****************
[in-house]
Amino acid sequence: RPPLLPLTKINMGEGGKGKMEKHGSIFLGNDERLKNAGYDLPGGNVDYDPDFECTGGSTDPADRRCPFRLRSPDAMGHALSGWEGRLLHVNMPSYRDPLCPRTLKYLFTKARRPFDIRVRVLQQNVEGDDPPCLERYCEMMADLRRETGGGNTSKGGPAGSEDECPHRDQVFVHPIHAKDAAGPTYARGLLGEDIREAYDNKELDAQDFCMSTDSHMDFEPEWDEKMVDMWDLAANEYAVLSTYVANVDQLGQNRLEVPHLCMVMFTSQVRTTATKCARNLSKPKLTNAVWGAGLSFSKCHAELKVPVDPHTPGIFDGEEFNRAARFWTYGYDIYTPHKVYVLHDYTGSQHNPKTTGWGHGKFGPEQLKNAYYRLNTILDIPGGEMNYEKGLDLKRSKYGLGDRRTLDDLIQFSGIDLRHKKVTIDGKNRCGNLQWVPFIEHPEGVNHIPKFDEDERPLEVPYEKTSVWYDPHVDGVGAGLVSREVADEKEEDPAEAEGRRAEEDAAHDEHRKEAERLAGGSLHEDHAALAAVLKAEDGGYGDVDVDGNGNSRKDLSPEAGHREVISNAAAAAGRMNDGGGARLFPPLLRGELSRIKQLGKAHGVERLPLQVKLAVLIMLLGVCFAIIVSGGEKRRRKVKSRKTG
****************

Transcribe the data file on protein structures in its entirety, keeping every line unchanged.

[in-house]
Amino acid sequence: RPPLLPLTKINMGEGGKGKMEKHGSIFLGNDERLKNAGYDLPGGNVDYDPDFECTGGSTDPADRRCPFRLRSPDAMGHALSGWEGRLLHVNMPSYRDPLCPRTLKYLFTKARRPFDIRVRVLQQNVEGDDPPCLERYCEMMADLRRETGGGNTSKGGPAGSEDECPHRDQVFVHPIHAKDAAGPTYARGLLGEDIREAYDNKELDAQDFCMSTDSHMDFEPEWDEKMVDMWDLAANEYAVLSTYVANVDQLGQNRLEVPHLCMVMFTSQVRTTATKCARNLSKPKLTNAVWGAGLSFSKCHAELKVPVDPHTPGIFDGEEFNRAARFWTYGYDIYTPHKVYVLHDYTGSQHNPKTTGWGHGKFGPEQLKNAYYRLNTILDIPGGEMNYEKGLDLKRSKYGLGDRRTLDDLIQFSGIDLRHKKVTIDGKNRCGNLQWVPFIEHPEGVNHIPKFDEDERPLEVPYEKTSVWYDPHVDGVGAGLVSREVADEKEEDPAEAEGRRAEEDAAHDEHRKEAERLAGGSLHEDHAALAAVLKAEDGGYGDVDVDGNGNSRKDLSPEAGHREVISNAAAAAGRMNDGGGARLFPPLLRGELSRIKQLGKAHGVERLPLQVKLAVLIMLLGVCFAIIVSGGEKRRRKVKSRKTG